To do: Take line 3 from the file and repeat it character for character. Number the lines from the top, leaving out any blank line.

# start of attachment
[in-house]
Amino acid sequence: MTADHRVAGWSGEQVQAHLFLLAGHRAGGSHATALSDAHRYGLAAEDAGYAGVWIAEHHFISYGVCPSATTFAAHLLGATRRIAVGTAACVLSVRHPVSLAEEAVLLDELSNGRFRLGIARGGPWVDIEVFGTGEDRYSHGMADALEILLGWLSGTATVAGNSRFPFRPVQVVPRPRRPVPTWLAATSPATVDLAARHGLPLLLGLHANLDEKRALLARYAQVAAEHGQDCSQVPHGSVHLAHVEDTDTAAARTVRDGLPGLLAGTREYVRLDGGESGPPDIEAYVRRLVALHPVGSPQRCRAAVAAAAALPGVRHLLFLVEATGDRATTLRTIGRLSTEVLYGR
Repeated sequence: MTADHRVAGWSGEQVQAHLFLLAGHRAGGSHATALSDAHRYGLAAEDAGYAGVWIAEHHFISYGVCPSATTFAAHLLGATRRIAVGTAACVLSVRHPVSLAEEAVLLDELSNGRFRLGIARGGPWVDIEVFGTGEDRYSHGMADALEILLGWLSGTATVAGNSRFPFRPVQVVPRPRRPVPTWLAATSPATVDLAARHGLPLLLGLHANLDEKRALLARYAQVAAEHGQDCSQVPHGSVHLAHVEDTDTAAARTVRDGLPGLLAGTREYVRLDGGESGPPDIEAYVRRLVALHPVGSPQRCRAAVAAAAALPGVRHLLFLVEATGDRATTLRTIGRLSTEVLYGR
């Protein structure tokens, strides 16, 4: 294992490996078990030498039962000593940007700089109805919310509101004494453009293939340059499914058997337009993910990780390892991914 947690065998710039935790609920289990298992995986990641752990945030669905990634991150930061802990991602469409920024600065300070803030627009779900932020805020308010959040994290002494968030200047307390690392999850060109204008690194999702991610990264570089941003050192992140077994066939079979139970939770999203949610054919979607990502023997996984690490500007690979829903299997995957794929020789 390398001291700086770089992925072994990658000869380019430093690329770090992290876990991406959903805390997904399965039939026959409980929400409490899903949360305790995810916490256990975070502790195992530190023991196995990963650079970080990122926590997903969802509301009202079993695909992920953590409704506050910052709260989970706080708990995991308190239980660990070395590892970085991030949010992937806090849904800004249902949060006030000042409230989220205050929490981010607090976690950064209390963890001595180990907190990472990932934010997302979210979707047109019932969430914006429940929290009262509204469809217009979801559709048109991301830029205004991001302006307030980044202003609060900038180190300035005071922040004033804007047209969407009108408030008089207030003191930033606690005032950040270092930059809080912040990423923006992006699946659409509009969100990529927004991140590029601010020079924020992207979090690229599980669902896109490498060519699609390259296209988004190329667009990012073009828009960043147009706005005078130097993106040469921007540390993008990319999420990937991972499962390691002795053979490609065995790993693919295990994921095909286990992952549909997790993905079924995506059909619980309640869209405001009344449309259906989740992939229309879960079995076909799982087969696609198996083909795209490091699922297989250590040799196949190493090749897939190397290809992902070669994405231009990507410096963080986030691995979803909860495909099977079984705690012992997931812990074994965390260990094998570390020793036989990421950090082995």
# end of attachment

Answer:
Repeated sequence: MTADHRVAGWSGEQVQAHLFLLAGHRAGGSHATALSDAHRYGLAAEDAGYAGVWIAEHHFISYGVCPSATTFAAHLLGATRRIAVGTAACVLSVRHPVSLAEEAVLLDELSNGRFRLGIARGGPWVDIEVFGTGEDRYSHGMADALEILLGWLSGTATVAGNSRFPFRPVQVVPRPRRPVPTWLAATSPATVDLAARHGLPLLLGLHANLDEKRALLARYAQVAAEHGQDCSQVPHGSVHLAHVEDTDTAAARTVRDGLPGLLAGTREYVRLDGGESGPPDIEAYVRRLVALHPVGSPQRCRAAVAAAAALPGVRHLLFLVEATGDRATTLRTIGRLSTEVLYGR